With pro-Mubarak thugs back on the scene and economic uncertainty rampant, the honeymoon of Cairo's pro-democracy movement may already be ending.
Mubarak's departure have not meant an end to protests in Cairo (Monasosh)
CAIRO - The baltagiyya are back. The word is spreading among the people in front of the Ministry of the Interior in Cairo. It is part of the second wave of the revolution in Tahrir Square, which has suddenly gotten hot again. Baltagiyya was the name given to former President Hosni Mubarak's thugs, who reappeared Sunday night. Demonstrators say that they used knives and hit some boys after the angry mob tried to break the police cordon in front of the ministry. The military fired shots in the air, and widespread – though mostly minor – injuries were reported. The revolution's open conflict – quieted for the past few weeks ago – seemed to have returned.
And it is not over yet. The most radical part of the pro-Mubarak movement is still holding siege over police headquarters and the Interior Ministry, long considered the core of the old regime. And rallies have been held around the Interior Ministry, close to Tahrir Square, which demonstrators still populate as the symbol of Egypt's liberation.
People hate the secret police, a component of Mubarak's regime that was not dismantled by the revolution. Even if there are fewer police officers paroling the streets, people still feel under threat. "They do not treat us as citizens," says Mohammed Alla, a 22-year-old demonstrator camping in the middle of the square with hundreds of other protesters. "They must change, they must send away all the bosses. They must put on trial the murders and the torturers. They are just busy hiding all the proof."
On the outskirts of the capital, at the headquarters of the Bureau of Security and Investigative Services, word had spread that agents were burning documents about past acts of torture committed by the government. Demonstrators broke in to some offices to allegedly find many destroyed documents, which they say is proof of the former government's determination to destroy the evidence of their crimes. Now soldiers are guarding the building.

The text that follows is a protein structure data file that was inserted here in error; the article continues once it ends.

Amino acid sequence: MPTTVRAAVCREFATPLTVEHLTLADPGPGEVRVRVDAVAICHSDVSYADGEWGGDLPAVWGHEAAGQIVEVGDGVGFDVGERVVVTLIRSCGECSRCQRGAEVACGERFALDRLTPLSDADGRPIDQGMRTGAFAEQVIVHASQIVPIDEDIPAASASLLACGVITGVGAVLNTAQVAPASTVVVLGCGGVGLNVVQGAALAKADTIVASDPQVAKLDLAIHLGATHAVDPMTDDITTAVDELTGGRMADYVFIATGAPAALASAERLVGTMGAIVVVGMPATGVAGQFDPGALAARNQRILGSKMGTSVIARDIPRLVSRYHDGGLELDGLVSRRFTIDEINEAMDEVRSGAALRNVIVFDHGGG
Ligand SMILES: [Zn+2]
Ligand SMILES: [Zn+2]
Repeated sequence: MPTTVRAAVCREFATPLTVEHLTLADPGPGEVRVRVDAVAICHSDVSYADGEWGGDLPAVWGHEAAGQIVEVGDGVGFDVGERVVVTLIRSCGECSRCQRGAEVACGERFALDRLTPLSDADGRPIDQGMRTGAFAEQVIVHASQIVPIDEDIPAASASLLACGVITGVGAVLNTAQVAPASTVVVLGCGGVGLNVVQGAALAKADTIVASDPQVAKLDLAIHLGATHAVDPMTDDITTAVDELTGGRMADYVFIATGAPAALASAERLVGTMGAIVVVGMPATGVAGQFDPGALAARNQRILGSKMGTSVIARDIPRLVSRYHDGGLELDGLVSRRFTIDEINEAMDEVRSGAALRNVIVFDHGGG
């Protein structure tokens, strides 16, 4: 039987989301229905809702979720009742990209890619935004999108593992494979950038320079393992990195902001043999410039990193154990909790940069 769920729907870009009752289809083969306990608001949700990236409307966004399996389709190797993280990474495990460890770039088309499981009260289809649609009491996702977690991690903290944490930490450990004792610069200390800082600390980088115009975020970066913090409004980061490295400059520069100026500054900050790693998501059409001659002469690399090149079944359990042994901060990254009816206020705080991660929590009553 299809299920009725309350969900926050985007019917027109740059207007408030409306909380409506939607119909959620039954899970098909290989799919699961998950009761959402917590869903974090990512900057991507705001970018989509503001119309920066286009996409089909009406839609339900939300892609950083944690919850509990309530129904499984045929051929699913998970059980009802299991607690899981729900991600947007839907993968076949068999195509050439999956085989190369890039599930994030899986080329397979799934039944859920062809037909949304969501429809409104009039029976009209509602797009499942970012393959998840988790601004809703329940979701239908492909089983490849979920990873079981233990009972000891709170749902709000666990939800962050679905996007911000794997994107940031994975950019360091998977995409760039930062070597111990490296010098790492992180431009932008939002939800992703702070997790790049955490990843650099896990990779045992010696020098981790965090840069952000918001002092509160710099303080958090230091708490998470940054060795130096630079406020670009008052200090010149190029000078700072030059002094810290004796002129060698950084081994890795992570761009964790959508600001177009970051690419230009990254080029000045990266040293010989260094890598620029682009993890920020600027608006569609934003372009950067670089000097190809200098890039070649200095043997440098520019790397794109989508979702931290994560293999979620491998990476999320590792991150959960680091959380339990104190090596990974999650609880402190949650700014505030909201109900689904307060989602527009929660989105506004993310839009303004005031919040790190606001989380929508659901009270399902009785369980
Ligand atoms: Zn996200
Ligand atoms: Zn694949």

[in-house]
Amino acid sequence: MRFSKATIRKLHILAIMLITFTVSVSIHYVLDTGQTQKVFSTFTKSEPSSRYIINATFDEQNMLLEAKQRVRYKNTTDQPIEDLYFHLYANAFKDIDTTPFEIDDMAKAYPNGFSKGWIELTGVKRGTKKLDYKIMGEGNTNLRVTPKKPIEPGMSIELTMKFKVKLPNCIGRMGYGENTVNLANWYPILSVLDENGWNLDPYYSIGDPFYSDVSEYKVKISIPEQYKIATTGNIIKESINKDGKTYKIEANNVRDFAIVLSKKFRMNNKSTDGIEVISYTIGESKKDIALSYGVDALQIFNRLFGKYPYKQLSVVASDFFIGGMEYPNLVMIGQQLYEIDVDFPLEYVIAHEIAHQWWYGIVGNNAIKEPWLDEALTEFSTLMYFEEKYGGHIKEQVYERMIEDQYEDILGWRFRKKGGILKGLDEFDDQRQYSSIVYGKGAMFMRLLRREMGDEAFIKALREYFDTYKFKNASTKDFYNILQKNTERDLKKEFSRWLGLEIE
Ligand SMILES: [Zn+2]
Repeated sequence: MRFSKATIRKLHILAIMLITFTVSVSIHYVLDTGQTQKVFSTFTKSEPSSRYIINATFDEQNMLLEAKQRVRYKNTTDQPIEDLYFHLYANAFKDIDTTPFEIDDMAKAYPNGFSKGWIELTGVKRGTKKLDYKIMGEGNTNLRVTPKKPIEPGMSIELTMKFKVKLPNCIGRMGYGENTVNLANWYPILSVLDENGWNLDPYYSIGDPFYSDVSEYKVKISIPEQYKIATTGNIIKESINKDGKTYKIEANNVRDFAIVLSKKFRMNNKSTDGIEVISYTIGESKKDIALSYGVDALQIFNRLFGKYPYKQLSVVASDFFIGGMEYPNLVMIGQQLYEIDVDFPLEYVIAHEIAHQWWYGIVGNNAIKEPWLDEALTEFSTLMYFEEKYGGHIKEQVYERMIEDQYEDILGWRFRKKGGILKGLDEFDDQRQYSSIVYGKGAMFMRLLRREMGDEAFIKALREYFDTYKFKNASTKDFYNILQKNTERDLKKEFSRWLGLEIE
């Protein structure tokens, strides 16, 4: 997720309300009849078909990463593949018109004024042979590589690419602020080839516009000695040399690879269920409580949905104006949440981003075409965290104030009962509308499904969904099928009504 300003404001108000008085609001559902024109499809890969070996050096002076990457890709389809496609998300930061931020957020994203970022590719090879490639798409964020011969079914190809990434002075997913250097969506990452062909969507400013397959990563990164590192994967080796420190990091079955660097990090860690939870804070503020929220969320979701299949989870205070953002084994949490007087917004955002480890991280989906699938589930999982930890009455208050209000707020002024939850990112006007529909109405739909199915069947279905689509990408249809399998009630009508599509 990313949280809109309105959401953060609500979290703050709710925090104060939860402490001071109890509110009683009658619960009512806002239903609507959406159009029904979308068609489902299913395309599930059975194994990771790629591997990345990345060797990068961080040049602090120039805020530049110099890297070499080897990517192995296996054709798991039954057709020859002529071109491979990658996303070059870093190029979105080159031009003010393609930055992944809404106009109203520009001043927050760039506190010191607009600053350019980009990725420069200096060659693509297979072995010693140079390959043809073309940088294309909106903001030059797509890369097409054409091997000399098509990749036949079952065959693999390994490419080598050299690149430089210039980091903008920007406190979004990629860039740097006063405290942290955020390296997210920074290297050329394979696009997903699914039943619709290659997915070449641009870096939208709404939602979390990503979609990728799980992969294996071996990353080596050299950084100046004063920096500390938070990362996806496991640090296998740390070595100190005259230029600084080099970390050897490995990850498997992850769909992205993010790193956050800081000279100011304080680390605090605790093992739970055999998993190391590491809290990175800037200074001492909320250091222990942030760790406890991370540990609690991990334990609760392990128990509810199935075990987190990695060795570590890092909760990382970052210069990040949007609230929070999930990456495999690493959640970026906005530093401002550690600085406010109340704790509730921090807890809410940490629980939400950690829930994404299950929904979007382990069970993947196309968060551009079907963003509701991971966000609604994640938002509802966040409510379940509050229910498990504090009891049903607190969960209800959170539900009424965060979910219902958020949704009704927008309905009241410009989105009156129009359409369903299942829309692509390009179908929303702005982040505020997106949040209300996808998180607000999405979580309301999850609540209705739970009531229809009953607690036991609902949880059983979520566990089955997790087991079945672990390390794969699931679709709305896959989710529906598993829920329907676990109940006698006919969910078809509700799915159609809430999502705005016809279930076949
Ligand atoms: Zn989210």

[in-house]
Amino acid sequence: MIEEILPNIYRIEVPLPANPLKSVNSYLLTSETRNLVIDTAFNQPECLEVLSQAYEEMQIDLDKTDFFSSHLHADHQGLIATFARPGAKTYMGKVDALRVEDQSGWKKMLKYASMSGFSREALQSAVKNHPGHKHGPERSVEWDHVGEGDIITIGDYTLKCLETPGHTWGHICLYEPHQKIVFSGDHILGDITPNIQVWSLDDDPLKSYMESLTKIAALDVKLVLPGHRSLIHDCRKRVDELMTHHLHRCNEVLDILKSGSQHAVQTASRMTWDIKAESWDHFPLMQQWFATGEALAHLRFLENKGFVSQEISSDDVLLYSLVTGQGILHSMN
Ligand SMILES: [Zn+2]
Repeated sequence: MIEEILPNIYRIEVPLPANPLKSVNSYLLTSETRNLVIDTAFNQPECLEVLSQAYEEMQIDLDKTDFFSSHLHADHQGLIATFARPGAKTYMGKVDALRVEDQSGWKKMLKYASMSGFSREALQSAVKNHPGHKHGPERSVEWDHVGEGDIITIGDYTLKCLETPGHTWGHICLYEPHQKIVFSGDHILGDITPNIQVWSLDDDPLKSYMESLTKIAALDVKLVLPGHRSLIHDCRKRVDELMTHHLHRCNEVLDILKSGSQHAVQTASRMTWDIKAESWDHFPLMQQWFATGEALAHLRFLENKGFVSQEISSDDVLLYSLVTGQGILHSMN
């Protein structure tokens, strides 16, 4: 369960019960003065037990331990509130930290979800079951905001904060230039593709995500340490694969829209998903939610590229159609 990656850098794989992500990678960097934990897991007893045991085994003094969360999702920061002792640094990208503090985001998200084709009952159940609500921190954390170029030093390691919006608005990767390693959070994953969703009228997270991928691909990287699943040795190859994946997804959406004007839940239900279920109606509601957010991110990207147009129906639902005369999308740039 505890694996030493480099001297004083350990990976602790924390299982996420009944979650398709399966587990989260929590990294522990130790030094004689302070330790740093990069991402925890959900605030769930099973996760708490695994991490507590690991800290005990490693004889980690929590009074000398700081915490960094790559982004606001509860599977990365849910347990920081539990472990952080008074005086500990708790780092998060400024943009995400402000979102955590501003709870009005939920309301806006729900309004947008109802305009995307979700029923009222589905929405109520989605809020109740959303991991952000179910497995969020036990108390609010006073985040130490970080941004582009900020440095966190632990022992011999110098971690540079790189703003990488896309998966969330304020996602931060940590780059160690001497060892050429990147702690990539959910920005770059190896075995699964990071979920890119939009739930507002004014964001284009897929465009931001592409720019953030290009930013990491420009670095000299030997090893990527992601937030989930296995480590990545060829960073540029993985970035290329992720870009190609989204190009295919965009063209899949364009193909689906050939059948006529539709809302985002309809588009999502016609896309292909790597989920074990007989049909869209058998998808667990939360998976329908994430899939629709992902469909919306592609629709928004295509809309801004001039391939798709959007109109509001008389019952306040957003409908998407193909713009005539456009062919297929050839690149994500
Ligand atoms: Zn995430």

If police bosses were put on trial for human rights violations, it would be a huge victory for the reformist wing of the new government, of which the recently appointed Prime Minister Essam Sharaf is a member. "The security apparatus will be reformed. They will work for the good of the people," Sharaf declared last week. "If I cannot fulfil those objectives, I will come and join the people as a protester."
The former Interior Minister, Gen. Habib al Adly, the man in charge of 100,000 men in the security apparatus, is already on trial. He is charged with money-laundering. It is a much lesser charge than human rights abuses against citizens, but it could be enough to put him in prison. There is speculation that the burned documents in the Bureau of Security and Investigative Services were about Gen. al Adly.
Romeo and Juliet, Muslims and Copts
There is also smoke coming from southern Egypt, but from a very different sort of fire: a small church was set on fire in the village of Fourl. There are just four streets, small houses and channels bringing water from the Nile to the rice fields. It is one of the many rural Egyptian villages where the Christian community is strong. It is discreet, and takes care not to offend Muslims. But last Saturday, a family fight over a couple – a Copt man and a Muslim woman -- turned into guerrilla warfare. The church was burned, and the priest and three deacons have disappeared. Two Muslims, a farmer and a merchant, were killed, shot by a Copt farmer.
It is a Romeo and Juliet–style tale. The couple were 23 and 17, and wanted to get married. "But here, a Muslim man who wants to marry a Christian woman is not a problem. The contrary is forbidden," declares Danoub Thabet, a Copt who once owned a jewelery store. The parents argued first, then shot each other. The girl's farmer father was killed, along with the merchant friend. After the funerals, their relatives marched on the church and destroyed it. "We don't know what happened to the couple. They are probably hiding," says Thabet. "I don't think they will ever get married."
The Copts are a sizable minority of 10 million in Egypt, a country of 80 million. But they say they have obtained little from the Tahrir Square revolution, citing continuing lack of social and political parity between Christians and Muslims.
In Egypt, the transition from military to civil rule seems far off, too. Will the revolution manage to push the country this next mile? "It is hard to tell," says the political analyst Ramadam Kader. "But there is still enthusiasm, and the new government is high quality."
Still, others worry that the road to a civilian government and true democracy will be long. "They have to restart the economy," complains Saam Ali, the owner of a small kebab restaurant close to Giza's Pyramids. "In 23 years here, I have never seen something like this. There are 80% fewer tourists. And this is high season."